I think this is a beautiful post.
Giovanni Paolo Panini (1691-1765) is a painter of the Baroque age who specialized in romantic paintings illustrating the grandeur that was Rome. He painted several paintings in different settings of Roman ruins. His style is to bring together many famous building and creating the illusion that you can see them all by just being in one spot. In reality these monuments and building are spread out in a large area. However he lived in an era when Popes used artists and architects like Bernini to create a theatrical setting for the urban planning of Rome. To this day no matter where you are in Rome just look around and you will be seduced by the view. This is what makes the beauty of the City. I will always remember our arrival in Rome in July 2007 when the driver taking us to our new home took the Appian Way towards the Arc of Constantine and around the Colosseum down Via dei Fori Imperiali, that was impressive and gave us right away a feel for the eternal beauty of Rome. In many ways had the Popes not hired all the numerous artists/architects/sculptors during the Renaissance to design a grand new capital by using the glorious past as a backdrop,what a missed opportunity that would have been. The point of it all was and is to impress any visitor to the City, we can only be thankful they did. The Papacy for all its flaws, did create artistic excellence.
In this painting we see the Hercule of the Farnese which was located in the Palazzo Farnese (now the French Embassy in Rome) until it was moved to the Museum of Archeology in Naples. It never stood in the Roman Forum. The Colosseum or Amphitheatre of the Flavians, as it was known since it was built under the Flavian Dynasty. On the hill the ruins of the Temple of Venus and Rome where the Temple of the Divine Claudius should stand. In the background the Basilica of Constantine and on the left the temple of Antoninus Pius and Faustina, none in their actual place. All of it misplaced but so romantic with the great big fragments of other buildings thrown here and there for good measure. Panini’s style will be copied by other painters of the period, it was all the rage of the time to have such grand paintings in one’s humble palace or grand home.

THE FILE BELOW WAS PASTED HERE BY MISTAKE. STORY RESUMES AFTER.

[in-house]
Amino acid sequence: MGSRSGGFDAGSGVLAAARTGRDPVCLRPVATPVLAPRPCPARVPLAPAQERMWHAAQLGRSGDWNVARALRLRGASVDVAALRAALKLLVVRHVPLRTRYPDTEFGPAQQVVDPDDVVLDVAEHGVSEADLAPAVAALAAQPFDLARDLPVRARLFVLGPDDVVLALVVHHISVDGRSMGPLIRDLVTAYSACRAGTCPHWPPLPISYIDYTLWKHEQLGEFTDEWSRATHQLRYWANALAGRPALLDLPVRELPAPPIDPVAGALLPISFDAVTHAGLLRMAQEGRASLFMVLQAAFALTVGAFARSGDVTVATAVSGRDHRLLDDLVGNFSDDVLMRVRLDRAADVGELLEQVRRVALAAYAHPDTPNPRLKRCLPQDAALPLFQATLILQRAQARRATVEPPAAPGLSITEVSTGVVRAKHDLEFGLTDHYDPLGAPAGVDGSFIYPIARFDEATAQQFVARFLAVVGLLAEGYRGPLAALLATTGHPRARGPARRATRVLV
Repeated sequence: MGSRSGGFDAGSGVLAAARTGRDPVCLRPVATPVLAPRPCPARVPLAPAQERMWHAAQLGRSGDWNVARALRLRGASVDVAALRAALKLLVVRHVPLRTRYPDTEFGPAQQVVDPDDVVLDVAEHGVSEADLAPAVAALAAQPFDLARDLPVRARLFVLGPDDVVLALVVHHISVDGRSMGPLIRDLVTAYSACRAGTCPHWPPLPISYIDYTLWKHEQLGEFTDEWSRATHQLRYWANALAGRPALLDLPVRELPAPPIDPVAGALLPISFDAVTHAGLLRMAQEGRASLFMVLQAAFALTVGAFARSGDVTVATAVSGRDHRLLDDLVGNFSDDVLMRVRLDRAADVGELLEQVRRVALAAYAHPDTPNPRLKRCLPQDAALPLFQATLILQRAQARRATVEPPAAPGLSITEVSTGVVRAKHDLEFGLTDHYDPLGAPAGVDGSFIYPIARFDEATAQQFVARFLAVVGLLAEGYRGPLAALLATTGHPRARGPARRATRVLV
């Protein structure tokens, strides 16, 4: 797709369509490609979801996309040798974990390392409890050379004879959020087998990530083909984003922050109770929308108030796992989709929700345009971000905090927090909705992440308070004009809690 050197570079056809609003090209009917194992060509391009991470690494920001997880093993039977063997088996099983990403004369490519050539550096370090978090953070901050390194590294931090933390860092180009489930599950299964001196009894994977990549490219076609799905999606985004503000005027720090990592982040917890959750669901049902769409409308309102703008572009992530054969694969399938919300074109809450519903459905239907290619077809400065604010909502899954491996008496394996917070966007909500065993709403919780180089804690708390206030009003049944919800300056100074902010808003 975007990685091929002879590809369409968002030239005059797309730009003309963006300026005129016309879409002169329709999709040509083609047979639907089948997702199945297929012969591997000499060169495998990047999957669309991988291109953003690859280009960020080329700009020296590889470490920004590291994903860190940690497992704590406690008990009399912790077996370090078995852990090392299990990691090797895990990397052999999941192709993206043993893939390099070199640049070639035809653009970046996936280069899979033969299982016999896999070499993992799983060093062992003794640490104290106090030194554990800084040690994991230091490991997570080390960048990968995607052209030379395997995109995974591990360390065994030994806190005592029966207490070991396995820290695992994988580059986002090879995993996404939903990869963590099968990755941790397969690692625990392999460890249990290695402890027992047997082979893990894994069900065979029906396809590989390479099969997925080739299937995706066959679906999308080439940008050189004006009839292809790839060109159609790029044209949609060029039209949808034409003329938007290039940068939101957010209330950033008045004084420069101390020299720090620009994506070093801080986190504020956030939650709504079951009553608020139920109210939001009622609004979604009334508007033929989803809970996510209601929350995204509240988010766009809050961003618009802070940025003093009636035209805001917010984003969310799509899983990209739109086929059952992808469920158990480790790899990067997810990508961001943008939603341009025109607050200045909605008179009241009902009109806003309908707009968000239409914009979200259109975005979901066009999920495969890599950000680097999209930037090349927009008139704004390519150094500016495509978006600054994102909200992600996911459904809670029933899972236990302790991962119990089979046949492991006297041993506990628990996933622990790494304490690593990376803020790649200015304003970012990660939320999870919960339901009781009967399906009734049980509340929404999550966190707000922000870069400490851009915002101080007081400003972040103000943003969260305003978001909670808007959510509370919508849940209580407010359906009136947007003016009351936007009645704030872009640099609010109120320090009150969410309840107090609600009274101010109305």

At the same time in England painters like Richard Wilson, the father of English landscape painting and co-founder of the Royal Academy, who had studied in Italy was painting English country landscapes. Reproducing often from memory, on canvas the soft Sun light and sky colour with drifting clouds giving the ensemble a dream like quality. Think of his painting ”A distant view of Rome from Monte Mario” painted in London years after he had left Rome. An amazing tableau and very faithful to that view of Rome.
You do need the room to go with such paintings, you just can’t hang it over the couch in your finished basement or you can visit Rome and see it for yourself.
Yesterday at the National Gallery I went to look at the re-opened room containing the wall paintings from the MacCallum-Jackman Cottage on West Wind island on Go Home Bay in Georgian Bay, North of Toronto.
The large Cottage was built in 1911 and Dr. James MacCallum was an ophthalmologist and professor at the University of Toronto. He was also a Member of the Arts and Letters Club. He knew a lot of artists in Toronto and he wanted to commission wall paintings on Canadian subjects. He became friends with artists who would later in 1919 become the members of the Group of Seven, the famous Canadian Landscape artists. Lawren Harris, J.E.H. MacDonald, Arthur Lismer and Tom Thomson will work as a team on the various murals. On his death Dr MacCallum bequeathed the paintings to the National Gallery, the new owner of the Cottage Mr and Mrs H.R. Jackman asked A.Y. Jackson in 1953 to paint additional more panels for the Cottage. Today the entire collection stands in a room replicating the Cottage living room at the NGC and can be admired by all. The panels are quite beautiful and represent that period in Canadian History in the first half of the 20th Century when all things were Canadian in theme and spirit, they also show Go Home Bay and the Georgian Bay area for all its natural beauty.
But the story does not end there, the son of the Jackman’s Dr Eric Jackman and Mary and the current owners of the storied cottage commissioned artist Sarah Merry to reproduce the original so they could hang again as panels in the living room of the cottage. It took 15 years to do this project and her work was unveiled in 2013 for the whole community to see. Thus the memory of Dr. MacCallum can be commemorated. For Dr. Jackman, the occasion was also deeply personal. “The cottage is the only permanent home that all my children know,”
The original painted panels above the chimney in the cottage living room, as they appear now in the NGC on the first floor. Left panel French settlers and missionaries with natives. Right panel hunters. (Click to enlarge)
Original painted panels decorated the room all around.
a fisherman and painted panels of luxuriant nature very much in the style of the Group of 7 came to be known.
the island like all islands in Georgian Bay are rocky outcrops. The two little framed paintings below the large panels are more of the nature in the area painted by the same artists later in the 1920’s.
this panel was over a window in the cottage which explains the strange shape.